Though most courses will offer at most, a certificate of attendance as opposed to a formal qualification, the skills you will come away with will be valuable in your professional life. If you are a blogger, you will be able to be as creative as you like with your site and will have an excellent platform in which to publish your work on. It will also hugely benefit you if you learn about SEO, if you’re a blogger or business owner, making your blog or site SEO friendly will get you extra hits which are always good!

 

WordPress stats and facts

·         In October 2006, 595,000 blogs were posted on WordPress.com, in March 2013, that figure peaked at 49 million.

·         In October 2006, the site got over 25 million page views, and in November 2013, that number reached over 14.6 billion hits.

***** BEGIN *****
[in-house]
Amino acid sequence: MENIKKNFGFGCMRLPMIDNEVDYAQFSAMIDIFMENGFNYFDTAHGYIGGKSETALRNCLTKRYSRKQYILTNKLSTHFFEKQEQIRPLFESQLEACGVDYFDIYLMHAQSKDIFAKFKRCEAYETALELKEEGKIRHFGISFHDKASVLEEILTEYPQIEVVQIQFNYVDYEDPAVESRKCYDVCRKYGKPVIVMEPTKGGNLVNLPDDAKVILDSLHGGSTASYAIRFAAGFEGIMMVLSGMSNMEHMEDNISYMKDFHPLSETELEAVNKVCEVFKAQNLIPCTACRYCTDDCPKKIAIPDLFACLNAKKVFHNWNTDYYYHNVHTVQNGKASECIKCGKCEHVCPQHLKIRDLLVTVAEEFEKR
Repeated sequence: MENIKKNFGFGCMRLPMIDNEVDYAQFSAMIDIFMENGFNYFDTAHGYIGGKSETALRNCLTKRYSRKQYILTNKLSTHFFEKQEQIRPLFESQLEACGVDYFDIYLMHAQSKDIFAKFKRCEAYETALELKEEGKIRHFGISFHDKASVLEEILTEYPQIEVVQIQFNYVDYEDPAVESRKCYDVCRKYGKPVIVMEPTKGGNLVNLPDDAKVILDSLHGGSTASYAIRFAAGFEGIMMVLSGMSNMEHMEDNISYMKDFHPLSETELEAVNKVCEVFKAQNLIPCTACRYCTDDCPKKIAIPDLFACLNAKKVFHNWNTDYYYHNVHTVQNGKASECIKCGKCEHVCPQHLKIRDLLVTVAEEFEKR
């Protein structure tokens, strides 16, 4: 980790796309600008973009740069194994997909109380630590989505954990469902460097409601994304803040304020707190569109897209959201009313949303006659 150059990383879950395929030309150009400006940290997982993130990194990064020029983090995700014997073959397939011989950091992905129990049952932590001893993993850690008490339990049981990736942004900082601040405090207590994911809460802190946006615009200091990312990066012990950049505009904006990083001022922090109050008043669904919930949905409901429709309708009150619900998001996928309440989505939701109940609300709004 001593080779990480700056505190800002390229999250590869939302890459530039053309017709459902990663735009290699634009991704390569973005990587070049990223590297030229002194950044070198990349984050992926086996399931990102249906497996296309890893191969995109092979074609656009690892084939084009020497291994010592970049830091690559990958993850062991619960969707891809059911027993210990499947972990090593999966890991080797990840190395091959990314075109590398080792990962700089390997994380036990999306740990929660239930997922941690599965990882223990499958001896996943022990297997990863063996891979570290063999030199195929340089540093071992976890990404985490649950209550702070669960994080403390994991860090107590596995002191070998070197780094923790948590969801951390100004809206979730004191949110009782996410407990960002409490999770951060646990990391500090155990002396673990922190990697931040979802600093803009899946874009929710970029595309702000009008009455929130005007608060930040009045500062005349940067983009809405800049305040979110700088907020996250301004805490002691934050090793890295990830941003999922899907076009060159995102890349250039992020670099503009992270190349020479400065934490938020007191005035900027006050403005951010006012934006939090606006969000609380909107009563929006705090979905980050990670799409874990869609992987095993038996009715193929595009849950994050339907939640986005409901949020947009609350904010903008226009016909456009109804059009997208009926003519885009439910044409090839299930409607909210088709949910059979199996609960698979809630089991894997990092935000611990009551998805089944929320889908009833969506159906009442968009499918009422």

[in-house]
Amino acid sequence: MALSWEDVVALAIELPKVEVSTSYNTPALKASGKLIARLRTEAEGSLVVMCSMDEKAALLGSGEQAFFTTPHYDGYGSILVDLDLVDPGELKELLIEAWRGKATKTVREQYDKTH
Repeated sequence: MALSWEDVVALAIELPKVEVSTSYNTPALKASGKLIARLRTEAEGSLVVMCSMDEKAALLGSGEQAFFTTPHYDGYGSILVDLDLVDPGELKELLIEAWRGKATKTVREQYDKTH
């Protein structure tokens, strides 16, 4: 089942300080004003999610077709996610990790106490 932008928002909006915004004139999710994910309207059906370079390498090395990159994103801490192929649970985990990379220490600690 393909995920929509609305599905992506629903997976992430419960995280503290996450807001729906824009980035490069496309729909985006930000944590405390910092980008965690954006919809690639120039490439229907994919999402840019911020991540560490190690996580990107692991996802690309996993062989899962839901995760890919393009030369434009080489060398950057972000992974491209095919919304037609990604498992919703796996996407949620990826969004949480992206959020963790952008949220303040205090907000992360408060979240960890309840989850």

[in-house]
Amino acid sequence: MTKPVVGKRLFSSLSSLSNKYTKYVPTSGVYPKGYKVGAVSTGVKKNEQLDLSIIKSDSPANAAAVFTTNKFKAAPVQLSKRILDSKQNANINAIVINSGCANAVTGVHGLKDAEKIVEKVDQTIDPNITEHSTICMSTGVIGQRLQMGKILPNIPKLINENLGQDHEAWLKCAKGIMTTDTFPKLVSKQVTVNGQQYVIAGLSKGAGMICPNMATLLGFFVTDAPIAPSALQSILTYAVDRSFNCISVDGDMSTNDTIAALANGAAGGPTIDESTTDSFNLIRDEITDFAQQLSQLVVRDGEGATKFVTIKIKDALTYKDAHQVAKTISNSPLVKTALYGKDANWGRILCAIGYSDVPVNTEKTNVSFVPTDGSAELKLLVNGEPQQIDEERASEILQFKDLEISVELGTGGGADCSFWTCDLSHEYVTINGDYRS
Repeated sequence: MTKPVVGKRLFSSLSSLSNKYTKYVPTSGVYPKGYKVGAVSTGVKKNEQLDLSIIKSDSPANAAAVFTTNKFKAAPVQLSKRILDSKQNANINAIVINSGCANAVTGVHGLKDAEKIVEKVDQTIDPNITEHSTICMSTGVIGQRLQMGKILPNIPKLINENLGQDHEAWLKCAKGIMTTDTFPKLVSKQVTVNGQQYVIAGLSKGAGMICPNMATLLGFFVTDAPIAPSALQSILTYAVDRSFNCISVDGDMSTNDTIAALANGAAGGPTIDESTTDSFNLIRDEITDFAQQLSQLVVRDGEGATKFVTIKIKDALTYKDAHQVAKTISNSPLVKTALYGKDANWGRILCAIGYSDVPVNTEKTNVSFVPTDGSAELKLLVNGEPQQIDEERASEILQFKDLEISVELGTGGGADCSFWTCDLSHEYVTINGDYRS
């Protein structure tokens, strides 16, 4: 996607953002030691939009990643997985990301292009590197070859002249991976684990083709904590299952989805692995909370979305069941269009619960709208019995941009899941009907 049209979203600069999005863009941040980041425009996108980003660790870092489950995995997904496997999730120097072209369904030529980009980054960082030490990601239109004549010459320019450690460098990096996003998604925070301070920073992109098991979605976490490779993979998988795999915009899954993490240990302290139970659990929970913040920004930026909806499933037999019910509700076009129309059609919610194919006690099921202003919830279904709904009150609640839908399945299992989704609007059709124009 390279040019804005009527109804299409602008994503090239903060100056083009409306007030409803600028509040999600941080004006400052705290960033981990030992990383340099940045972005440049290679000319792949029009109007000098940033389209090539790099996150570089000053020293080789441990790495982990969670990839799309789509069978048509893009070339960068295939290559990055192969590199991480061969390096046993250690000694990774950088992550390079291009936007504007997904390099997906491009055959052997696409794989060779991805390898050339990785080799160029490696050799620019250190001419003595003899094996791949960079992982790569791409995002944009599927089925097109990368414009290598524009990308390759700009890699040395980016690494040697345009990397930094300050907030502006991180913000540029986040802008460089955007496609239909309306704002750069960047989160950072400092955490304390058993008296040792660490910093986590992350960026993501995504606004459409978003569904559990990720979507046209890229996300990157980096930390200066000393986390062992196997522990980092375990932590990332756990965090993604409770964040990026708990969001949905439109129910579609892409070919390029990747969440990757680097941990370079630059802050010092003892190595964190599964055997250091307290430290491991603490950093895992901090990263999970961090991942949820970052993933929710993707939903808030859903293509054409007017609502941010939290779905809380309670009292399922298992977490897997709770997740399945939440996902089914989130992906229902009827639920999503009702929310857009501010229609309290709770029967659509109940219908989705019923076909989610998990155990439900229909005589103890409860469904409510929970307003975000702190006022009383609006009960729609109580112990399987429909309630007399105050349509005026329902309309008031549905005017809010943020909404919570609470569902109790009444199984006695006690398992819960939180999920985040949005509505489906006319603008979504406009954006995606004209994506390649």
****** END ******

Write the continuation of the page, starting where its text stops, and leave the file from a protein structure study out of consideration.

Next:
·         English is by far and away the most used language on WordPress with 66% of the content written in it. The next in the list is Spanish with just 8.7%!

·         Over a sixth of all websites across the globe are powered by WordPress.

 

 

Some scary web abbreviations and jargon

CSS         - (Cascading style sheets.) This is basically a written description of what a document or webpage should look like and feature. It determines page layouts, fonts, sizes, colours and more.

HTML    - (Hyper text markup language.) This is the language in which CSS is written. Right click any webpage and then ‘view page source’ and you will find the page CSS designs written in HTML